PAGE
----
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Tate v. State

United States District Court, S.D. Alabama, Southern Division

June 27, 2018

RODERICK JOSEPH TATE, Petitioner,
v.
STATE OF ALABAMA, Respondent.

          REPORT AND RECOMMENDATION

          WILLIAM E. CASSADY UNITED STATES MAGISTRATE JUDGE

         This cause is before the Magistrate Judge for issuance of a report and recommendation, pursuant to 28 U.S.C. § 636(b) and S.D. Ala. Gen. L.R. 72(a)(2)(R), on Petitioner Roderick Joseph Tate's Petition Under 28 U.S.C. § 2254 for Writ of Habeas Corpus by a Person in State Custody (“2254 petition”), (Doc. 1), which was filed on April 17, 2017. Respondent State of Alabama filed its Answer on August 14, 2017. (Doc. 7). For the reasons stated below, this undersigned recommends Petitioner's 2254 petition be DENIED.

         PROCEDURAL BACKGROUND

         On April 9, 2013, after a bench trial, Tate was adjudicated guilty for failing to register a valid address with the Baldwin County Sheriff's Department, which was a violation of § 15-20A-007 of the Code of Alabama. (Doc. 7-2, at 11, 41, & 58; Doc. 7-4, at 16-17). Tate was sentenced to a two hundred forty (240) month, straight imprisonment. (Doc. 7-2, at 71-73). On August 1, 2013, a Notice of Appeal to the Alabama Court of Criminal Appeals was filed, and Tate's trial counsel, Denise Baschab, Esquire, filed a motion to withdraw as Tate's counsel, which was granted. (Doc. 7-2, at 74 & 76-77). Lonnie Mikul, Esq., was appointed to represent Tate during his appeal. (Doc. 7-2, at 80). Mr. Mikul filed a no merit brief pursuant to Anders v. State of California, 386 U.S 738 (1967), and Tate filed a pro se brief with the Alabama Court of Criminal Appeals. (Doc. 7-6, at 2-21; Doc. 7-7, at 2-8). On June 6, 2014, the Alabama Court of Criminal Appeals affirmed the judgment of the trial court. (Doc. 7-8, at 2-4). On July 11, 2014, Tate's application for rehearing was overruled by the Alabama Court of Criminal Appeals, (Doc. 7-9, at 2), and on August 8, 2014, the Alabama Supreme Court denied his petition for writ of certiorari and the certificate of judgment was issued. (Doc. 7-10, at 2).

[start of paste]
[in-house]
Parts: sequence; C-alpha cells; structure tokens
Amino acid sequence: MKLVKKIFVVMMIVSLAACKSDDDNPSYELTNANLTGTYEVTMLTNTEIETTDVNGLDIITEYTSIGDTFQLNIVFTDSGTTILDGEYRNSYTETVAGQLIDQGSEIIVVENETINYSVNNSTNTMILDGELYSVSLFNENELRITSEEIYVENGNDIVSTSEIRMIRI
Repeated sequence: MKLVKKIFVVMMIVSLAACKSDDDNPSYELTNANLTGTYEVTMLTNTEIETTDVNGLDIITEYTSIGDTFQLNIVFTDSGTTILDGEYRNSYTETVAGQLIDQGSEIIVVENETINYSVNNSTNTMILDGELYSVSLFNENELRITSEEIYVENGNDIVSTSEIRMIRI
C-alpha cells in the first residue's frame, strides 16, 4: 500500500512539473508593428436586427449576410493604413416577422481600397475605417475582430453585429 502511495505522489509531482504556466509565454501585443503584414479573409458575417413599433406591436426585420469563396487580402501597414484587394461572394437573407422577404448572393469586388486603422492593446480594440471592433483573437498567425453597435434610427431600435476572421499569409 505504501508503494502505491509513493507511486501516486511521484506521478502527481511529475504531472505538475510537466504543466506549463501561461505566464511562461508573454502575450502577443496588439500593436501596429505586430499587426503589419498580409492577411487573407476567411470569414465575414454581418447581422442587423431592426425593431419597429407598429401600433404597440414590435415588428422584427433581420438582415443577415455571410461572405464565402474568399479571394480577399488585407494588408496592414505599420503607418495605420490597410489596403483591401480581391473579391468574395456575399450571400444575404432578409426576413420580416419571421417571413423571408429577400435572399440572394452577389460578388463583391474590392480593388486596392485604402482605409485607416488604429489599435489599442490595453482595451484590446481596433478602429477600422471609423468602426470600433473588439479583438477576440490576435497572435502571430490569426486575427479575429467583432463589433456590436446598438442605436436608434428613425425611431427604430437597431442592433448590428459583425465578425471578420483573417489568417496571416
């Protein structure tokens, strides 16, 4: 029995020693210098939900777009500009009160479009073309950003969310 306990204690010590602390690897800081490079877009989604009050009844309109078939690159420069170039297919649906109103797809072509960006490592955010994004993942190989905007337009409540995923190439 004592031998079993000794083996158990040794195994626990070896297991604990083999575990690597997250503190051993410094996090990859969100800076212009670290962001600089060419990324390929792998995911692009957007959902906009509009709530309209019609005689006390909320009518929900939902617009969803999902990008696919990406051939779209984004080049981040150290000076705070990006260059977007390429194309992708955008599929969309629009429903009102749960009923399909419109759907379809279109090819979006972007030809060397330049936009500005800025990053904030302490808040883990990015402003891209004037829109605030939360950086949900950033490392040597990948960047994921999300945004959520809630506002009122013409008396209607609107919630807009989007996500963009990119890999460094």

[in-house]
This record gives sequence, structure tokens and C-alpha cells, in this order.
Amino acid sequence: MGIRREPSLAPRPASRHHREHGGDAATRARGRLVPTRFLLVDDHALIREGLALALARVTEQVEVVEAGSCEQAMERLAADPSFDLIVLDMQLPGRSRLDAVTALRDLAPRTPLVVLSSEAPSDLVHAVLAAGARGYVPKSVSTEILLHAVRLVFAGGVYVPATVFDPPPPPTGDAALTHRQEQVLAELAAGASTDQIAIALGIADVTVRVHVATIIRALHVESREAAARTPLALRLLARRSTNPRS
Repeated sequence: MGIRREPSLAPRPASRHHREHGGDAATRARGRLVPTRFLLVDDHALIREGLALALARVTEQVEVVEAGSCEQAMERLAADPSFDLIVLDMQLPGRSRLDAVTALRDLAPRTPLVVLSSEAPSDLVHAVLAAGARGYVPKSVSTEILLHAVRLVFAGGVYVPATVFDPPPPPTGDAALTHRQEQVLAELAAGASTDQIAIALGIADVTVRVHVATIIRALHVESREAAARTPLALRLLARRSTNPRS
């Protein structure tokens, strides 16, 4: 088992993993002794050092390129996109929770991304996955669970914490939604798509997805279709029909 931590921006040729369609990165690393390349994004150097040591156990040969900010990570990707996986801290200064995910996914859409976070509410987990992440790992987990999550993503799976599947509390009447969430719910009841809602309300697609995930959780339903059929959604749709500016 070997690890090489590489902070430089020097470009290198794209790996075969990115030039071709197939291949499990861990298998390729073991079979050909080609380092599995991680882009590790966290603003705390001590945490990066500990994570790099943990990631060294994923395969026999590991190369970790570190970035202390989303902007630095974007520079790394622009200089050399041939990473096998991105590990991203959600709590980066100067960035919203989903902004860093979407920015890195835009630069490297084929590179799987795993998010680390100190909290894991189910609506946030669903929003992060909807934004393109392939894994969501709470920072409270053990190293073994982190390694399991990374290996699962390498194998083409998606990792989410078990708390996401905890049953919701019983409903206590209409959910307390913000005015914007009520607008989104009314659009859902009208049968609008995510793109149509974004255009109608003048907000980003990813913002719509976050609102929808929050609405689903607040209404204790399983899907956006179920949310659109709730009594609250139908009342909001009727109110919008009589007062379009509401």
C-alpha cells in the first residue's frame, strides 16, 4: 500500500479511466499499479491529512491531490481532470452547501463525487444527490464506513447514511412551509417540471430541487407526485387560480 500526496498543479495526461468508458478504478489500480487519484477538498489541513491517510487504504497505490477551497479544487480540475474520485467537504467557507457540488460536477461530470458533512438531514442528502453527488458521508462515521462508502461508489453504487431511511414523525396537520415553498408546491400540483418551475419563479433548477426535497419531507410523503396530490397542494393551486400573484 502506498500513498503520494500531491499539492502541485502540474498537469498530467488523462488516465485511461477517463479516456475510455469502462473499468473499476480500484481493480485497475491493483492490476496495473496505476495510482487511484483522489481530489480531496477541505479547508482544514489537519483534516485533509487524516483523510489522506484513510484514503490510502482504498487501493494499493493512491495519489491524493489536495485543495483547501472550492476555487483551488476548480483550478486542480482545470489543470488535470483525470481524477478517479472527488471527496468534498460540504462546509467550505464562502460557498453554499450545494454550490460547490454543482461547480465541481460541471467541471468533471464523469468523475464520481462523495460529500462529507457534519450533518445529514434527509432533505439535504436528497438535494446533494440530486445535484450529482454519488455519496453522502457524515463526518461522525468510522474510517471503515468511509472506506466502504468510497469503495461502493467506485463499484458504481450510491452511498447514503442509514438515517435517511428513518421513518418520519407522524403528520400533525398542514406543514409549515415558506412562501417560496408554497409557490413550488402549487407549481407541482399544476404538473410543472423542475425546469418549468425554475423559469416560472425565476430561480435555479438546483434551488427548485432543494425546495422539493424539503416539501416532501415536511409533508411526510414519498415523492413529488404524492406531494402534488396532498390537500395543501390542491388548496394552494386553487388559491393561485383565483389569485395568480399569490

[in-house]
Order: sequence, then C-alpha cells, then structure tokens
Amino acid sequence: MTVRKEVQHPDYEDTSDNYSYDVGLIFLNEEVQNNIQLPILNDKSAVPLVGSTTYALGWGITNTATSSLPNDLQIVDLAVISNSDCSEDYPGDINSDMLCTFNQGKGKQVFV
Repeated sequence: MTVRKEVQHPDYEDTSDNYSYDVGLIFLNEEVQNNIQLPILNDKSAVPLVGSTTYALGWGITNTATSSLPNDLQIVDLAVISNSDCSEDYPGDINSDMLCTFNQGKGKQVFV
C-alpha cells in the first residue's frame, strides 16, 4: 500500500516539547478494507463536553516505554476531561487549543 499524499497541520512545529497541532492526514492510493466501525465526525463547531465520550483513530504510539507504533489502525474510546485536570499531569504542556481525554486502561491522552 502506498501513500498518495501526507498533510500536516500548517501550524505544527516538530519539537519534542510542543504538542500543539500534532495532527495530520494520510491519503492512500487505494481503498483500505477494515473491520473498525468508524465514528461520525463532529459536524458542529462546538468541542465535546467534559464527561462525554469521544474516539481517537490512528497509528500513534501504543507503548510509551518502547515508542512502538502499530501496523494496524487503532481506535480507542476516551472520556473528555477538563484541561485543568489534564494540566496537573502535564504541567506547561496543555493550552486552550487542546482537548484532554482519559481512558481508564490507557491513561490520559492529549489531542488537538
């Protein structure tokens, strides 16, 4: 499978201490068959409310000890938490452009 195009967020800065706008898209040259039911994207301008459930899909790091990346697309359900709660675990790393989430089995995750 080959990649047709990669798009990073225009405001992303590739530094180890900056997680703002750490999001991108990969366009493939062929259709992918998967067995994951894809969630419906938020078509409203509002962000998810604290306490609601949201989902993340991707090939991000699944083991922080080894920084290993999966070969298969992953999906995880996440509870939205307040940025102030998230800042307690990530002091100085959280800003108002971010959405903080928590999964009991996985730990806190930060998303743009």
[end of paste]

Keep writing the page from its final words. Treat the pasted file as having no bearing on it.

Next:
On December 19, 2014, Tate filed his Petition for Relief from Conviction or Sentence (Pursuant to Rule 32, Alabama Rules of Criminal Procedure) (“Rule 32 petition”), (Doc. 7-13, at 3 & 6-44), in which he argued his trial counsel was ineffective because his trial counsel failed to “effectively inform[ Tate] of his right to testify in his own defense;” failed to “present a defense witness, ” Jackie Reed, his sister; failed to take “appropriate measures to secure trial attendance of all persons alleged to have provided evidence against him” so he could “confront his accuser[s], ” specifically Percy Jackson and Christopher James; and failed to “conduct[ ] a reasonable investigation into [the Sex Offender Registration and Notification Act's] provisions, ” (Doc. 7-13, at 6-44). The Baldwin County Circuit Court granted Tate a hearing on his Rule 32 petition, which was held on June 17, 2015, (Doc. 7-13, at 81), and denied Tate's motion to appoint counsel to assist him at the hearing, (Doc. 7-13, at 67-68 & 72). The presiding judge denied Tate's Rule 32 petition and found Tate's trial counsel was not deficient, and Tate did not suffer prejudice from his trial counsel's alleged deficiencies. (Doc. 7-13, at 81). On September 2, 2015, Tate appealed the trial court's ruling on his Rule 32 petition to the Alabama Court of Criminal Appeals, (Doc. 7-13, at 96-97 & 99-100), which affirmed the judgment of the trial court by memorandum on February 12, 2016, (Doc. 7-16, at 2-8). Tate filed an application for rehearing that the Alabama Court of Criminal Appeals overruled on April 1, 2016. (Doc. 7-17, at 2). Finally, Tate filed a petition for writ of certiorari to the Alabama Supreme Court that was denied, (Doc. 7-18, at 2), and as a result, the Alabama Court of Criminal Appeals entered a certificate of judgment on August 12, 2016, (Doc. 7-19, at 2).